Most Americans are coming to terms with the environmental peril facing our planet. Documentaries, books, media attention and scientific research are raising consciousness to this very important issue. For this we should all be grateful. However, there exists an inconvenient truth within the present environmental movement. The greatest levels of environmental derogation exist where people of color live.
Within the United States, white America has routinely and historically dumped its toxic waste in neighborhoods of color. This link between pollution and the racial composition of neighborhood is called “environmental racism.”
Race remains the most significant factor in determining where commercial, industrial and military hazardous waste will be located. The empirical evidence reveals a consistent relationship between waste sites and the racial or ethnic compositions of those living in or near those sites.
Three of every five African-Americans or Hispanics lives in an environment polluted by toxic waste, while half of all Asian- and Native Americans live in communities with uncontrolled waste sites.
For example, African-Americans and Latino/as represent the majority of the four million children in the U.S. suffering from lead poising, with African-American cases running two to three times higher than their white counterparts.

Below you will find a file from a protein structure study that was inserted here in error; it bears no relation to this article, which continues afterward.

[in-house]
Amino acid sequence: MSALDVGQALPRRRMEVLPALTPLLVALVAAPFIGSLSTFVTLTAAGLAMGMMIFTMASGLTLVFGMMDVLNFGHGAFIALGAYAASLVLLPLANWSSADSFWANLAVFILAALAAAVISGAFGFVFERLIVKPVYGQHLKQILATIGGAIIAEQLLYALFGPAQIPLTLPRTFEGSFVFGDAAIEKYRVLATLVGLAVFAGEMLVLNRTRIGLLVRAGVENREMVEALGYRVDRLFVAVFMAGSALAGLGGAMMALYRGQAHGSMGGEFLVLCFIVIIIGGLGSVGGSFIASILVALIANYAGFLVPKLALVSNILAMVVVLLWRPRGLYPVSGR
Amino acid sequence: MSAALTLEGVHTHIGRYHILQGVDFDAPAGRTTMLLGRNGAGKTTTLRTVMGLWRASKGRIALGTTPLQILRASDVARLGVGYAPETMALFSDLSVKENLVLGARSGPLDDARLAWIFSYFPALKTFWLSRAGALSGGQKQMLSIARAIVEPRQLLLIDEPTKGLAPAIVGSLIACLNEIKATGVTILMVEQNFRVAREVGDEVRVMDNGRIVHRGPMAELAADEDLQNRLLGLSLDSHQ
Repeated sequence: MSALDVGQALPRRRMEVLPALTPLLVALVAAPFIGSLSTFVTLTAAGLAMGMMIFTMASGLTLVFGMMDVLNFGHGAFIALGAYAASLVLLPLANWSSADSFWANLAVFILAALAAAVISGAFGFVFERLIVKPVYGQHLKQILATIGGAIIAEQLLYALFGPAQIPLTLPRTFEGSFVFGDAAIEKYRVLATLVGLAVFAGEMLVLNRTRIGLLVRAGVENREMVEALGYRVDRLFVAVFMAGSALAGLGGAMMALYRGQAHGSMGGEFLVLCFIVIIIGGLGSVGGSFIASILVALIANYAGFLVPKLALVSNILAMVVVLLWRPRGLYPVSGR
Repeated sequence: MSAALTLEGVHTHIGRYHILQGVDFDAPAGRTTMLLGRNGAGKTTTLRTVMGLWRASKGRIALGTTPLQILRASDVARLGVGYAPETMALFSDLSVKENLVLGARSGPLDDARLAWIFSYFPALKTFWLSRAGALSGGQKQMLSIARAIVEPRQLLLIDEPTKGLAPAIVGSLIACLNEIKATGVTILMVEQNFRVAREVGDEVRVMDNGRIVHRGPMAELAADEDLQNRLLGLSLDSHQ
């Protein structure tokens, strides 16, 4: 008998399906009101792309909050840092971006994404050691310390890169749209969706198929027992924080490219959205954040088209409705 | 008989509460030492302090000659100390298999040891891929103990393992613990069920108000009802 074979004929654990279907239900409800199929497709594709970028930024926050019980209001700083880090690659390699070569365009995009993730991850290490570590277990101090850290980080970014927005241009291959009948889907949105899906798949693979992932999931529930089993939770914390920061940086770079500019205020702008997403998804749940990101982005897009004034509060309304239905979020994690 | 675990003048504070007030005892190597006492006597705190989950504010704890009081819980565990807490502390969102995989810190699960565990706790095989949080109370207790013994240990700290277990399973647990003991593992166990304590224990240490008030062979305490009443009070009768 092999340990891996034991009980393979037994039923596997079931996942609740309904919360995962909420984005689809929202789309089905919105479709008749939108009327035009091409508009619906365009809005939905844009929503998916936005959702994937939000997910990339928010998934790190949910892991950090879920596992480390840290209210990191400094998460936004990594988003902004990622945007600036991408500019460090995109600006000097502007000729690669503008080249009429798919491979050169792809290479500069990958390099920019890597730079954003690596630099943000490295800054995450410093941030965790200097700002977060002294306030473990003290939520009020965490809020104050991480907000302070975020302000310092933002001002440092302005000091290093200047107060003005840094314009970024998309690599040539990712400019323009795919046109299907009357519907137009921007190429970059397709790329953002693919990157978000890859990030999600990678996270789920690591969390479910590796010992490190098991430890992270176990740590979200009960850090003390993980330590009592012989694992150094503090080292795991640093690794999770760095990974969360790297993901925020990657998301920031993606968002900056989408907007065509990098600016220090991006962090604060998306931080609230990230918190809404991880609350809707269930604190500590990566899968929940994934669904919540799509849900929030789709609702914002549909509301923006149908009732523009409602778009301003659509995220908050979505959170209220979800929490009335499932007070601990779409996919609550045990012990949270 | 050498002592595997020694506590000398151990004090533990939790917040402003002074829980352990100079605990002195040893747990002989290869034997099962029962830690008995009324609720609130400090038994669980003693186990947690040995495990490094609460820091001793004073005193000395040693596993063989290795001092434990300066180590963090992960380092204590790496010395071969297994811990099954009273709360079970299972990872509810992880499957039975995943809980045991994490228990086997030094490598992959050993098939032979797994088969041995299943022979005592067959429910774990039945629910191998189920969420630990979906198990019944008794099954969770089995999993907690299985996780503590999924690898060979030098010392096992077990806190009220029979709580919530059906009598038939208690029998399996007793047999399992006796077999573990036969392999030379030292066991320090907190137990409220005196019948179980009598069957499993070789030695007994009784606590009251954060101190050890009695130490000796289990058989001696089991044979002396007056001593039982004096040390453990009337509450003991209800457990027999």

It is fine and good that white environmentalists are concerned about cleaning up the environment, but it appears that a parochial emphasis exists. A comprehensive study conducted by the National Law Journal revealed that violators of pollution laws received less stringent punishments when violations occurred in non-white neighborhoods than when they occurred in white neighborhoods. Fines were 500 percent higher in white communities than in marginalized communities.
The message is clear: if you are going to degrade the environment, do it in neighborhoods of color, not in white suburbia.
The conversation not occurring within the environmental discourse is the interconnection between the exploitation of the world’s marginalized and the exploitation of the world’s resources. The logic used to justify both forms of oppression is the same.
Because few white environmentalists seriously consider this link, they consequently fail to understand a major reason why pollution disproportionately occurs in certain areas. This can be conveniently ignored, because the privileged do not have to live in toxic-infested neighborhoods.
Many environmentalists may be concerned with saving the planet but not necessarily the communities of color. The failure of white environmentalists to come to terms with how racism and ethnic discrimination relegate the disenfranchised to areas with the greatest concentration of ecological risks prevents any truly holistic approach to the present crisis facing our planet.
Failure to include environmental racism in our equations dooms any hope of success.
Miguel A. De La Torre is director of the Justice & Peace Institute and associate professor of social ethics at Iliff School of Theology in Denver.